Brexit and global growth fears drove movement in the pound US dollar exchange rate on Tuesday. The pair dropped to a low of US$1.3031 paring some losses. The pair closed the
session on Tuesday at US$1.3054. The pound US dollar exchange rate was steady ahead of Super Wednesday, a day packed with UK and US risk events.
|What do these figures mean?|
|When measuring the value of a pair of currencies, one set equals 1 unit and the other shows the current equivalent. As the market moves, the amount will vary from minute to minute.For example, it could be written:1 GBP = 1.28934 USDHere, £1 is equivalent to approximately $1.29. This specifically measures the pound’s worth against the dollar. If the US dollar amount increases in this pairing, it’s positive for the pound. Or, if you were looking at it the other way around:1 USD = 0.77786 GBPIn this example, $1 is equivalent to approximately £0.78. This measures the US dollar’s worth versus the British pound. If the sterling number gets larger, it’s good news for the dollar.|
With just a few days to go until the UK is due to leave the European Union Brexit nerves were showing through. UK Prime Minister Theresa May’s talks with French President Macron and Germany’s Angela Merkel appeared to be in vain. Brussels have been vocal in their preference for a long Brexit extension. On Tuesday Donald Tusk reaffirmed this preference saying that he did not believe that Theresa May could break the Brexit deadlock in Westminster before 30th June.
The pound is not taking the possibility of a longer extension well. This would mean the UK taking part in EU elections, which could prove to be toxic for Theresa May.
Prior to the EU Brexit Summit pound traders will digest a slew of UK data including industrial production and GDP readings. Analysts are predicting that economic growth in Britain was a lacklustre 0.2% in the three months to February. On a monthly basis, economic growth is expected to have stalled altogether. A weak print could add pressure onto the pound.
|Why does poor economic data drag on a country’s currency?|
|Slowing economic indicators point to a slowing economy. Weak economies have weaker currencies because institutions look to reduce investments in countries where growth prospects are low and then transfer money to countries with higher growth prospects. These institutions sell out of their investment and the local currency, thus increasing supply of the currency and pushing down the money’s worth. So, when a country or region has poor economic news, the value of the currency tends to fall.|
The dollar was broadly stronger in the previous session. Investors looked towards the safe haven properties of the dollar as fears for the health of the global economy ramped up. The International Monetary Fund (IMF) downgraded global growth for the third time in six months.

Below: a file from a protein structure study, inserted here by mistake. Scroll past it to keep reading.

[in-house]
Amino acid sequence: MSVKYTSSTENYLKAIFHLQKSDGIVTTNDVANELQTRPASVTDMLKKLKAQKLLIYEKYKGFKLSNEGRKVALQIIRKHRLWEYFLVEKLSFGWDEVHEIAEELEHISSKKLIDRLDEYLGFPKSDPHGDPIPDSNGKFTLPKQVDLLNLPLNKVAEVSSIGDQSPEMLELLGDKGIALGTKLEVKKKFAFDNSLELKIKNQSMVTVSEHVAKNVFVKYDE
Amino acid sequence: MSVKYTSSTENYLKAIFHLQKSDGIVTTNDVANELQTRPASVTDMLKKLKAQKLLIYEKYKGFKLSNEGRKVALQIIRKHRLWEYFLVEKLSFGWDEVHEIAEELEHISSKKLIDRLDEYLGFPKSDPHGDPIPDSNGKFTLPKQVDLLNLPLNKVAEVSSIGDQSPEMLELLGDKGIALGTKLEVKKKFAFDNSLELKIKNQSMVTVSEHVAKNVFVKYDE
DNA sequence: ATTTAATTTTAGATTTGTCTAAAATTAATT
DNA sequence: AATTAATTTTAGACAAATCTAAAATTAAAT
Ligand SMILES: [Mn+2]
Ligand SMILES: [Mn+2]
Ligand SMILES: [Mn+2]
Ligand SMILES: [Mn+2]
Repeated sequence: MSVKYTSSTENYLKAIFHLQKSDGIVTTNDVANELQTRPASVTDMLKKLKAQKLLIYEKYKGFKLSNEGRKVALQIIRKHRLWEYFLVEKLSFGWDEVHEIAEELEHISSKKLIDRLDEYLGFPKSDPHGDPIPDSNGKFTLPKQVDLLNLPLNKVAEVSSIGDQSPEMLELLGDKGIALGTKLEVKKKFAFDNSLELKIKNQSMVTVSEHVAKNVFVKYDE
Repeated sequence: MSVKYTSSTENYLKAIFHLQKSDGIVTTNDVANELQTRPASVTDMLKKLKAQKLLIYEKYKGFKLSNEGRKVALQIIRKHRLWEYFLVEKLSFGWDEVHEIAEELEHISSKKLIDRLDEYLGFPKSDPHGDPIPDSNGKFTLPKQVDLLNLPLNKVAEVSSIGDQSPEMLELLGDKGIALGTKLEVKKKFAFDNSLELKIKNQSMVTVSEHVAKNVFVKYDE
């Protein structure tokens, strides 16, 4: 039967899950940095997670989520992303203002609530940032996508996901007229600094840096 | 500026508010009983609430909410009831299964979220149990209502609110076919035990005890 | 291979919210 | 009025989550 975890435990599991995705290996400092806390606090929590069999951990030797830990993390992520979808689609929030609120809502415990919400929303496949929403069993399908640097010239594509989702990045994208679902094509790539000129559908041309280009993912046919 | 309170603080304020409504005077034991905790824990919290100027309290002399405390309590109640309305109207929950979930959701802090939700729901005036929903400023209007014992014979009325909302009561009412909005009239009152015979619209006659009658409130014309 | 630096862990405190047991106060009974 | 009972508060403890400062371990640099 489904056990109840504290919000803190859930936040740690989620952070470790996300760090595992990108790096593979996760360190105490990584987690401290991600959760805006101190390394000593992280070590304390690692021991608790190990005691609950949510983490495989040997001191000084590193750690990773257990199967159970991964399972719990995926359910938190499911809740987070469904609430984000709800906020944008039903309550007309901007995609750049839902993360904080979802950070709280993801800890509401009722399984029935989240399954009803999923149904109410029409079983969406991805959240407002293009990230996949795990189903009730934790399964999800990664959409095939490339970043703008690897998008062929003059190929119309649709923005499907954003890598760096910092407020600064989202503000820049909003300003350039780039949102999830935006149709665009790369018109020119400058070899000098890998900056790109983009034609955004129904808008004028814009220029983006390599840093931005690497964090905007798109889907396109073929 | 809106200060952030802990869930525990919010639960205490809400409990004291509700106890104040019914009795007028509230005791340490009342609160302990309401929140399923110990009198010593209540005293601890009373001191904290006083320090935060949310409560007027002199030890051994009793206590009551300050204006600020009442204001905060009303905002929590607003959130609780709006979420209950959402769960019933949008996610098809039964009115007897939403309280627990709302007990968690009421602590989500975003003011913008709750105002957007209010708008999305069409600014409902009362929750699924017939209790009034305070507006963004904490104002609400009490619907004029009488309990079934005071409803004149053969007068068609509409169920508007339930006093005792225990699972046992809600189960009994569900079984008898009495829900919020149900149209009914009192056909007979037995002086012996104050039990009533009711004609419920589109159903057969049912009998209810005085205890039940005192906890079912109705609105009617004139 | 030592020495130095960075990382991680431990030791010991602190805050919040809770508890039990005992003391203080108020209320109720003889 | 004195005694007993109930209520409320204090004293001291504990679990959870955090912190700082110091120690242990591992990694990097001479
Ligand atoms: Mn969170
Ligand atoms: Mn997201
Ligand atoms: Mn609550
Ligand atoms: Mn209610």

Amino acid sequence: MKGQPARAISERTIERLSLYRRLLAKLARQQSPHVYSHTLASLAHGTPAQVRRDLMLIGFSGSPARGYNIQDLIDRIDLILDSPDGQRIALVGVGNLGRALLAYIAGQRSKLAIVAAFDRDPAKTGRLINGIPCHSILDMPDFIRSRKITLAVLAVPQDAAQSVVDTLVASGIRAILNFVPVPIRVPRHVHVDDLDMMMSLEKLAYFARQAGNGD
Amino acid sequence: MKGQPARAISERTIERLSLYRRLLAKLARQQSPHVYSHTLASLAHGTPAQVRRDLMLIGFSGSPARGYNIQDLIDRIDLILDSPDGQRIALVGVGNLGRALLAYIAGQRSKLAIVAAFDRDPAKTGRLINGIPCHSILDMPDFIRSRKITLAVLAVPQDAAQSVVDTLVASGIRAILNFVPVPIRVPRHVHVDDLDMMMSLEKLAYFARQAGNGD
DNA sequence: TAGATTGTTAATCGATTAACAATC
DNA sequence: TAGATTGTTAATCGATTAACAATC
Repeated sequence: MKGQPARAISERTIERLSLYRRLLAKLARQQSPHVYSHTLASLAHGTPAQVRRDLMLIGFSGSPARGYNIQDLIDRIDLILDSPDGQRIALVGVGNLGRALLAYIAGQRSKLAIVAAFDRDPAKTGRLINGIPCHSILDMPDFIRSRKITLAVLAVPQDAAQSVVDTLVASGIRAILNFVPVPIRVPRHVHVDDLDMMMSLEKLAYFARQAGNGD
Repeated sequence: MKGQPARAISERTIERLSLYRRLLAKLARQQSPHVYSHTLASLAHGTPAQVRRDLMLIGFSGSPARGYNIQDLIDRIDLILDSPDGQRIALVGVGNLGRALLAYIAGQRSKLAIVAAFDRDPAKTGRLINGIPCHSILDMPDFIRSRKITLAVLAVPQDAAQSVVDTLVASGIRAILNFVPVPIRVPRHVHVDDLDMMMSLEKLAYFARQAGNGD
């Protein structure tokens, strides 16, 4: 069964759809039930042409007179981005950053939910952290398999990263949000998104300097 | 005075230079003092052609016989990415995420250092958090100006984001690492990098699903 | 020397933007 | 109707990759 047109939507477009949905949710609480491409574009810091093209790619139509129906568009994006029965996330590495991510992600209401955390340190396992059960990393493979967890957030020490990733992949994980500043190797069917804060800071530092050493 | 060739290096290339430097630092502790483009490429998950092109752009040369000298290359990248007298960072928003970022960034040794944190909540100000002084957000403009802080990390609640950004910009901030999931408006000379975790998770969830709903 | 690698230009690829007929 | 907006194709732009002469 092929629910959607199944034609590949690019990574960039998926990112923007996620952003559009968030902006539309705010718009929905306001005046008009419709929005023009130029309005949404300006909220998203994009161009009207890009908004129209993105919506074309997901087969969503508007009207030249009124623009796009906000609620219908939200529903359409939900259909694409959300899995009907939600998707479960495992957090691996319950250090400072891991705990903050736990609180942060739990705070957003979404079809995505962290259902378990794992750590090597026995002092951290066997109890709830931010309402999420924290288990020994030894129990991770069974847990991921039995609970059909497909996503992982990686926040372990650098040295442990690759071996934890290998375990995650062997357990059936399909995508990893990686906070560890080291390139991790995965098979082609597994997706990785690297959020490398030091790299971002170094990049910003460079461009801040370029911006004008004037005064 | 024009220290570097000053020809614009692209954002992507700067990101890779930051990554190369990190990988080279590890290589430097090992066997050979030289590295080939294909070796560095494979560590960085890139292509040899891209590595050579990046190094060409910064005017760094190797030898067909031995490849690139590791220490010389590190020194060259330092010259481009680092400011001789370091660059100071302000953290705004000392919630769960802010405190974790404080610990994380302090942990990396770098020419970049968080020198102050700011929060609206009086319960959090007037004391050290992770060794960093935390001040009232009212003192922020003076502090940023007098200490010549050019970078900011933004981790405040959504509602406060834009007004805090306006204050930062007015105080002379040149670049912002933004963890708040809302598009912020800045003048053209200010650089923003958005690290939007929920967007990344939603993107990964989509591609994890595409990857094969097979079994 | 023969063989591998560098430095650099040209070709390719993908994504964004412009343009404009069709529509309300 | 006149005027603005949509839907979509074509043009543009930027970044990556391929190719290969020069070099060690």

Today is set to be a busy day for the dollar as investors digest inflation data in addition to the minutes from the Federal Reserve’s monetary policy meeting.
The minutes are from the March meeting, where the Fed announced an early end to its balance sheet reduction programme and increased its warnings over the state of the global economy. Given that the minutes come a few weeks after the meeting, some economists consider them to be outdated. However, the minutes do add more colour to the known rhetoric, and so could fresh out what has already been said.
Analysts broadly expect the Fed to have echoed the message of a strong domestic economy against a weaker global economy. They could also mention the strength of the US job market. Depending on where the Fed put the emphasis, the dollar could respond accordingly. A strong focus on the robust domestic economy could boost the dollar. Any comments from policy makers about cutting interest rates could hit demand for the dollar hard.
|Why do raised interest rates boost a currency’s value?|
|Interest rates are key to understanding exchange rate movements. Those who have large sums of money to invest want the highest return on their investments. Higher interest rate environments tend to offer higher yields. So, if the interest rate or at least the interest rate expectation of a country is relatively higher compared to another, then it attracts more foreign capital investment. Large corporations and investors need local currency to invest. More local currency used then boosts the demand of that currency, pushing the value higher.|
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